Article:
Jeannette Catsoulis, in The New York Times, wrote that Israeli director Eylan Fox’s The Bubble, set in Tel Aviv, vacillates “provocatively between romantic comedy and political tragedy. ” Though the review is very positive, had I read it, that line in particular, before seeing the film, I likely would have left it on the shelf of the Oxnard Blockbuster. Romantic comedy/political thriller set in Tel Aviv? That’s the kind of ambition that can ruin a Sunday night on the couch, especially now that the NBA playoffs are over.
But Fox pulls it off. What makes the film worth watching is the way it exposes the complex lives and realities of Palestinians and Israelis and makes us pose questions about our own humanity. The Bubble, a term used to describe the city where numerous Israelis come after serving in the army, is a love story between a Palestinian and an Israeli reserve, who meet at a checkpoint, and the lives of their twentysomething friends. Through the characters, we view the constant struggle war-torn societies face between the personal and the political, and the desire to escape and confront truth. The film is absorbing and frustrating and Fox manages to encourage us to reflect on engagement, awareness, change, and co-existence.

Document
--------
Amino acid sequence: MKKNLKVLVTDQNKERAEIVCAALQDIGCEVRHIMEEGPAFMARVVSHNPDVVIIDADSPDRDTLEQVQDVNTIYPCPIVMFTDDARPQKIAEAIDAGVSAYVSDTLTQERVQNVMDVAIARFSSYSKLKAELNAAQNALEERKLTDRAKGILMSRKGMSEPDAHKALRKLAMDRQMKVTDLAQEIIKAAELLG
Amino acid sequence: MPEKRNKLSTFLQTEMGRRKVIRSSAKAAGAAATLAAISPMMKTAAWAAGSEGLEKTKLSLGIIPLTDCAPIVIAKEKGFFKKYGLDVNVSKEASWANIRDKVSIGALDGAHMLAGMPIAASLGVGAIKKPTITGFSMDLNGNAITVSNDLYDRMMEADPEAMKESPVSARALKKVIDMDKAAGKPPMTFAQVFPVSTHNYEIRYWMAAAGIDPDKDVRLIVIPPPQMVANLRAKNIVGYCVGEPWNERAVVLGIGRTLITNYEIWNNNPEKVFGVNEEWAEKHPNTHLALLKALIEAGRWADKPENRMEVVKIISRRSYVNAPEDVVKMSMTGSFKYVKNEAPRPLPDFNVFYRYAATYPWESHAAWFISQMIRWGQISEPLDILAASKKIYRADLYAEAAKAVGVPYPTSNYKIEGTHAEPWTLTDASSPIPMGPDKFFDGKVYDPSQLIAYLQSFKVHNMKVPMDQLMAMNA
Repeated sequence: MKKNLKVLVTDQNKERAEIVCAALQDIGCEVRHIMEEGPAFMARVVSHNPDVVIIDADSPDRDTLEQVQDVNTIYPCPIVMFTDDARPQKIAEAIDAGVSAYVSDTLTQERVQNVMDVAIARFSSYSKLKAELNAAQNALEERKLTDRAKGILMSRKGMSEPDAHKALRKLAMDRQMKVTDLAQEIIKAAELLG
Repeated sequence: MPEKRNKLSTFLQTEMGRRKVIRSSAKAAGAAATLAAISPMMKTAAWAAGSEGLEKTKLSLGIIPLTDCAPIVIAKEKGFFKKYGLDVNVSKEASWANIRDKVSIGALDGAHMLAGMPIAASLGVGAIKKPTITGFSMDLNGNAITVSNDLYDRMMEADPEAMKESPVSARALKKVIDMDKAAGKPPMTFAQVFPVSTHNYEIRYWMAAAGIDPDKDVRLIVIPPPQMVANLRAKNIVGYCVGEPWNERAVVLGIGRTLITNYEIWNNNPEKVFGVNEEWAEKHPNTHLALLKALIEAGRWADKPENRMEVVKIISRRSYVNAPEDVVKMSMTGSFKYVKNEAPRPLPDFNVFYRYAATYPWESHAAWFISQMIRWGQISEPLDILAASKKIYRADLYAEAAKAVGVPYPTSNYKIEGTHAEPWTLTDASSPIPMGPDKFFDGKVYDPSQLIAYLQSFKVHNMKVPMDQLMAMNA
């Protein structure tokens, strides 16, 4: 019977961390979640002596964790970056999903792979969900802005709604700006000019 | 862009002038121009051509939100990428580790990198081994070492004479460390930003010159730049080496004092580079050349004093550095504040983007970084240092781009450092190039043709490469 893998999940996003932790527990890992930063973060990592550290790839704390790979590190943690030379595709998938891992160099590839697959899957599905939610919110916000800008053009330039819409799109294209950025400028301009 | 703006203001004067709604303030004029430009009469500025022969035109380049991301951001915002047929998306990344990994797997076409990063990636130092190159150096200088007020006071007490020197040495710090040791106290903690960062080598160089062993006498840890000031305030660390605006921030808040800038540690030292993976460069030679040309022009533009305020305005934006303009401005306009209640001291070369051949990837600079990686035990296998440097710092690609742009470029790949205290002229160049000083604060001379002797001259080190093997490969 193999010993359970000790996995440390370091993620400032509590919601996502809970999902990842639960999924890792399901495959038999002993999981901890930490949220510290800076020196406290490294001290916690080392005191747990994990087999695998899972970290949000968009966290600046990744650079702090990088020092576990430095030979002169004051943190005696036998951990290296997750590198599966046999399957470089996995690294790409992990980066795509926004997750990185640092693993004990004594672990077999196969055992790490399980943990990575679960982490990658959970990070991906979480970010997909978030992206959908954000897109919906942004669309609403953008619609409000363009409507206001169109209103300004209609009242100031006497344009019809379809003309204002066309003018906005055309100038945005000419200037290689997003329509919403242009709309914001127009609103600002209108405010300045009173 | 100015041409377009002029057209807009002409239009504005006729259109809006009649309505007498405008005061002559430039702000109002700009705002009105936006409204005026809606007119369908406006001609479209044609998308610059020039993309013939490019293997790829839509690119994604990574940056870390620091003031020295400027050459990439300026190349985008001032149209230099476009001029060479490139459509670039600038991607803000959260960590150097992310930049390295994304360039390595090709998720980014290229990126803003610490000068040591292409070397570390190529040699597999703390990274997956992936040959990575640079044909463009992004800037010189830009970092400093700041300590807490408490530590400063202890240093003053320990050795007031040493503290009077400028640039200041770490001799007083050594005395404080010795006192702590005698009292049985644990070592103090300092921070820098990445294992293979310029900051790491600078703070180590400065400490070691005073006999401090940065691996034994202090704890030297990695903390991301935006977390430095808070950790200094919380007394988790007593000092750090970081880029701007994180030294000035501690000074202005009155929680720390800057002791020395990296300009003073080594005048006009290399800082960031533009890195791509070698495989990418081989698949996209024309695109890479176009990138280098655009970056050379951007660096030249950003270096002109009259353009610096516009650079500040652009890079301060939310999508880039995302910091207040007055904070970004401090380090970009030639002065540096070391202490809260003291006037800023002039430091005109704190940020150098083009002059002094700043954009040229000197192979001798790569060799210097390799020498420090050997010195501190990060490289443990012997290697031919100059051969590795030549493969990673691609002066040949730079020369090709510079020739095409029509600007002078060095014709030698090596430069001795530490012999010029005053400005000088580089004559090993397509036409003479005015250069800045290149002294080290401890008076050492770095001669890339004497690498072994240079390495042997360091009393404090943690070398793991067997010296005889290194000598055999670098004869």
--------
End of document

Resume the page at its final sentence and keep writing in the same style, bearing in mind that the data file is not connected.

Bio: Michael Archer is a founding editor of Guernica. His “interview with Wuer Kaixi”:http://www.guernicamag.com/interviews/1050/i_dont_want_a_revolution/ appeared in Guernica’s June 2009 issue. Read the follow up to the article “here”:http://www.guernicamag.com/blog/1061/michael_archer_cant_get_arrest/.